A letter to my son for his fourth birthday

Four birthdays in and I'm still learning something new every day as a dad. Here's some honest talk to my four-year-old. | instafather.com

Four birthdays in and I'm still learning something new every day as a dad. Here's some honest talk to my four-year-old. | instafather.com

Dear Elliott:

The best representation to describe what life has been like since I wrote you a letter on your third birthday is the fact that I am writing a letter for your fourth birthday a month late.

Daddy doesn't know where all the time goes. Most of it, I assume, goes into watching "Frozen" or finding whatever toy you have lost. But mostly, I mean that you aren't even close to the same toddler I had last year. In more ways than mommy and I can count, you are a big boy now. We are already getting a little teary-eyed thinking of you going to kindergarten, which at this point next year will be a matter of weeks away.

I love you a ridiculous amount. I'm celebrating Father's Day this weekend, and YOU are the reason I first got to call myself dad. I talk about you all the time, and I have photos of you everywhere. I also talk about the show "Black Mirror" a lot, but that's because it's the best. You gotta watch it. Well, not now. You are a kid and it's messed up. But eventually.

It must be strange and confusing for you sometimes when I say how much I love you, because you know in the past year daddy has had some tough stretches with anger and frustration. He found out a lot of other mommies and daddies do, too. What's difficult to explain to you, dude, is the very fact I love you so much directly can cause the most frustration — I would do anything for you, and that means having to balance priorities and let go of control. Daddies who pride themselves on getting things done don't know what to do when that's not the goal anymore. Daddy had to realize that on many days, it is enough being your dad — getting you dressed and fed, reading you a story, playing with you, and answering a million questions is in and of itself a productive day. I'm sorry for any day when I acted otherwise.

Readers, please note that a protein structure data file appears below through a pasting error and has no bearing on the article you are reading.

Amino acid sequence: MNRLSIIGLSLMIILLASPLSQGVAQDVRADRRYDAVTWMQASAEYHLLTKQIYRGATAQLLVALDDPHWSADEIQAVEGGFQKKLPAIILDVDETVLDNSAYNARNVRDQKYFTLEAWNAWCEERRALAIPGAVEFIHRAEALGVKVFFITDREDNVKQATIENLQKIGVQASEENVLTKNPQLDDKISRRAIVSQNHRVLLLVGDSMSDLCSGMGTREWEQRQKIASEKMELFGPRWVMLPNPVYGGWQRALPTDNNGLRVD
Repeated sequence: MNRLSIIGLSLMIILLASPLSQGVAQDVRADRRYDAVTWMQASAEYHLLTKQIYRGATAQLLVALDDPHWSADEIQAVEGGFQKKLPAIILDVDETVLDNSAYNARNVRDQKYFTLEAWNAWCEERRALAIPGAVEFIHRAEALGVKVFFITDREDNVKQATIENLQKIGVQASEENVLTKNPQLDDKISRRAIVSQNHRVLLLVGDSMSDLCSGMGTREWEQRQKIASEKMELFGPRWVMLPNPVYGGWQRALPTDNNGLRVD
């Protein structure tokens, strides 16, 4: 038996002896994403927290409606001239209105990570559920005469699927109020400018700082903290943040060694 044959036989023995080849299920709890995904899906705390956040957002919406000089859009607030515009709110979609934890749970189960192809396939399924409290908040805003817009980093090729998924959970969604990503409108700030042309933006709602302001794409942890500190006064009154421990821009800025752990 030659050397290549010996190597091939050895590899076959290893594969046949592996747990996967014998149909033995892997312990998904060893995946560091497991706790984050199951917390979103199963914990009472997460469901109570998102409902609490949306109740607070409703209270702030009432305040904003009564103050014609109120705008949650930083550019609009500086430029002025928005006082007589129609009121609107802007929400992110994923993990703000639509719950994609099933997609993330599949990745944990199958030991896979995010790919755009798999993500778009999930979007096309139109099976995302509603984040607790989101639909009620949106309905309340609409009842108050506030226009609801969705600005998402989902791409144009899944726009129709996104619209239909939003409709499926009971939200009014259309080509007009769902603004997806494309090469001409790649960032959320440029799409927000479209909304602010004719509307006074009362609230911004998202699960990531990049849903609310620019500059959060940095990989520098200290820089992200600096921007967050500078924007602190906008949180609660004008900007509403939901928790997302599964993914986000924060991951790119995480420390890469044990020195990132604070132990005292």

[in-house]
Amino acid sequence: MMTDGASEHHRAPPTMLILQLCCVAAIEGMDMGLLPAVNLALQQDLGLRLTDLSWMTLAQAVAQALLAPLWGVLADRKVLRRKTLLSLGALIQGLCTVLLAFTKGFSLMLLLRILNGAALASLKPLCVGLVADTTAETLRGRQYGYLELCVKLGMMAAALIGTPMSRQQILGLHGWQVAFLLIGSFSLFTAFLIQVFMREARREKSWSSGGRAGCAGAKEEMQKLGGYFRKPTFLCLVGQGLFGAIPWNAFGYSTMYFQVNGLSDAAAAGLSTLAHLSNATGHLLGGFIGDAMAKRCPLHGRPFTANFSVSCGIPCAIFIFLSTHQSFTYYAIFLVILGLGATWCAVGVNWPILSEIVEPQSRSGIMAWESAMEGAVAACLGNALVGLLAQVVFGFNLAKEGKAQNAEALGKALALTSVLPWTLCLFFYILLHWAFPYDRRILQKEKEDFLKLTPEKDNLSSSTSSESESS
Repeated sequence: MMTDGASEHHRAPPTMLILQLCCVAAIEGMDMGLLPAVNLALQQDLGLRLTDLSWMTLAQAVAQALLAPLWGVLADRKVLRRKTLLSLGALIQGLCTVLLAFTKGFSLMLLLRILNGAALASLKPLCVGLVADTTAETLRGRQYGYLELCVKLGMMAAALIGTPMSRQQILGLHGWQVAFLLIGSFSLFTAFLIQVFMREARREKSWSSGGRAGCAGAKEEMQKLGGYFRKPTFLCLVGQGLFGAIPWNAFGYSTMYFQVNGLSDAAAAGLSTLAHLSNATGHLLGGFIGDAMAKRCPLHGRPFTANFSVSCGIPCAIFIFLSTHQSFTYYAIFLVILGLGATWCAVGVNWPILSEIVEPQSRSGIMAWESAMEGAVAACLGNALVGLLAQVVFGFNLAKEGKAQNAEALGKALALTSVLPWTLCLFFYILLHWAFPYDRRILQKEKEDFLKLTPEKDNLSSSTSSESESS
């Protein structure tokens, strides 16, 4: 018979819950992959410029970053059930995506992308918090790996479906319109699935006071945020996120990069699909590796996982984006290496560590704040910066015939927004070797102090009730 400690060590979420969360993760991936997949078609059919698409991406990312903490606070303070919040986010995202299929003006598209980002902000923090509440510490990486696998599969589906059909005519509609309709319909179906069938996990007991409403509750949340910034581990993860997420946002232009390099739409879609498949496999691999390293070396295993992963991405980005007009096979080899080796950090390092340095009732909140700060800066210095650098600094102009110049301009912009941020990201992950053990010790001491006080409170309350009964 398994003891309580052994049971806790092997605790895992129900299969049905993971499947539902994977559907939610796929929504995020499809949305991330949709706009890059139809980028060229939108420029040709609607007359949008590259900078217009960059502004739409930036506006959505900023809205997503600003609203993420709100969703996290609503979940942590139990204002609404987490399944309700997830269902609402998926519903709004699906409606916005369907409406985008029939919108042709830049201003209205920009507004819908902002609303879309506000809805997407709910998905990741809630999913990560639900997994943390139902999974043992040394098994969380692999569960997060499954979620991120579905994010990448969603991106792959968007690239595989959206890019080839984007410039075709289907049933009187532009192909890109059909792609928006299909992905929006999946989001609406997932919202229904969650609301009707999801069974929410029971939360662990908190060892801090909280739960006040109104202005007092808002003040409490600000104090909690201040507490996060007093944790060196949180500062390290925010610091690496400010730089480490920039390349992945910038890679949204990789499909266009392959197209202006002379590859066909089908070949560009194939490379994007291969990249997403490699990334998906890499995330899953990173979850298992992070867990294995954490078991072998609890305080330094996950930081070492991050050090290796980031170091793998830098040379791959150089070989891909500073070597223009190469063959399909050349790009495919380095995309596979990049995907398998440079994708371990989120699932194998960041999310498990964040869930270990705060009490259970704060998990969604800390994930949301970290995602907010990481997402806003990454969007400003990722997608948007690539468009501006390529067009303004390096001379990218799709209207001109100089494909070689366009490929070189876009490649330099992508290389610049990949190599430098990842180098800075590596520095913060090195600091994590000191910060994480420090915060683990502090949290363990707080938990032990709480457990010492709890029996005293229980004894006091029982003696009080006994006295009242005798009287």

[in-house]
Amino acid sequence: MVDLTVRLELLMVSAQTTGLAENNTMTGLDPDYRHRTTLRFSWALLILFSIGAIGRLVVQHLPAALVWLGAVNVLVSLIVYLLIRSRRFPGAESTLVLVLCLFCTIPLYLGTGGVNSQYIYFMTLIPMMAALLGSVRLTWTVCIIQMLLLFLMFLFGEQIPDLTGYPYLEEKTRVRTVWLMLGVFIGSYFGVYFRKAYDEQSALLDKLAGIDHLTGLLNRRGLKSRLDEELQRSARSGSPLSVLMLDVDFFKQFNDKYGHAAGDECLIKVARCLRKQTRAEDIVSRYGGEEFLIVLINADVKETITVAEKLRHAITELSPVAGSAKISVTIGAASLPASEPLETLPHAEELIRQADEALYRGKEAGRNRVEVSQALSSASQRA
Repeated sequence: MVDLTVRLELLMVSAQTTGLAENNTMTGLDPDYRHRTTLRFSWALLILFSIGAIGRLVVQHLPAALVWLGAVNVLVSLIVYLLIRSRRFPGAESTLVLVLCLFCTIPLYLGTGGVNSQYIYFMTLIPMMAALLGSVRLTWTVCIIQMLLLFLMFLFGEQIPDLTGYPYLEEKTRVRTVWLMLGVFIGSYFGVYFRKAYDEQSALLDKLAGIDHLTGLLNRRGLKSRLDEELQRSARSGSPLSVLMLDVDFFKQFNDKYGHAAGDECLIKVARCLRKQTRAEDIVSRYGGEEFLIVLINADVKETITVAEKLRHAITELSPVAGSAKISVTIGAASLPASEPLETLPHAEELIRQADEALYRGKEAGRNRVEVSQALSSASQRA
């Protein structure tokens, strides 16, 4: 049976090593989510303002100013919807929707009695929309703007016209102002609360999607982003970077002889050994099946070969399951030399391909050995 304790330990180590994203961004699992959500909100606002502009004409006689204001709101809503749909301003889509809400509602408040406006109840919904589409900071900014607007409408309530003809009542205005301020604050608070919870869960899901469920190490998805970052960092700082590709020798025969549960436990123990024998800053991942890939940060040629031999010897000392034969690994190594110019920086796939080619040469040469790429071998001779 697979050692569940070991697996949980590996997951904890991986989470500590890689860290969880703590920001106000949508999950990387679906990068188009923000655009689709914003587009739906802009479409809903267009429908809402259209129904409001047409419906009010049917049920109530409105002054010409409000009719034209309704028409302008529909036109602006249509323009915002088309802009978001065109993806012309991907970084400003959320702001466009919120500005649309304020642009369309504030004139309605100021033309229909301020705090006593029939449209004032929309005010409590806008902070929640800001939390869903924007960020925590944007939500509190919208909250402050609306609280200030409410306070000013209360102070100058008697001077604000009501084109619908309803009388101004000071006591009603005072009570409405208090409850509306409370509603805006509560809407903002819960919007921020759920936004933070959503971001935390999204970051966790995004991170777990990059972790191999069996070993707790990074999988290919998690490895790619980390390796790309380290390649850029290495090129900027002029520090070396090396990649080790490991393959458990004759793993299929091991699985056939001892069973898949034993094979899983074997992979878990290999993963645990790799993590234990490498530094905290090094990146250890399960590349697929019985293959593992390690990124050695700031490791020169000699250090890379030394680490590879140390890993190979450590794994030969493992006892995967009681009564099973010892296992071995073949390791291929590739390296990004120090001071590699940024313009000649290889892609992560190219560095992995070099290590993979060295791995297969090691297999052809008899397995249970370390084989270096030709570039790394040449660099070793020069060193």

What I love, though, is that you are quick to forgive and even quicker to love. You are the best.

So, as always, it's time for some candid conversation.


Honest talk with you for your fourth birthday

  1. A year ago, I looked back at what I wrote a year before that: 'I wrote this last year: "When you turned one, I was so proud of you because I thought you were the best one-year-old and I couldn't imagine how you'd get better. What an idiot I was for not believing you'd be even more amazing the following year." What an even bigger idiot I was for not realizing you'd be even more hilarious, curious, loving and cool in your second year.' Well, I'm a grand idiot for not realizing the best was yet to come. Your third year was even more full of laughter and imagination and creativity and empathy.
  2. After your fourth birthday party, you had me walk around the neighborhood with you so you could give away your birthday balloons to any kids you saw. Why, I asked. "Because people like balloons," you said. I will remember you doing that for the rest of my life. It was the purest kind gesture I've ever seen.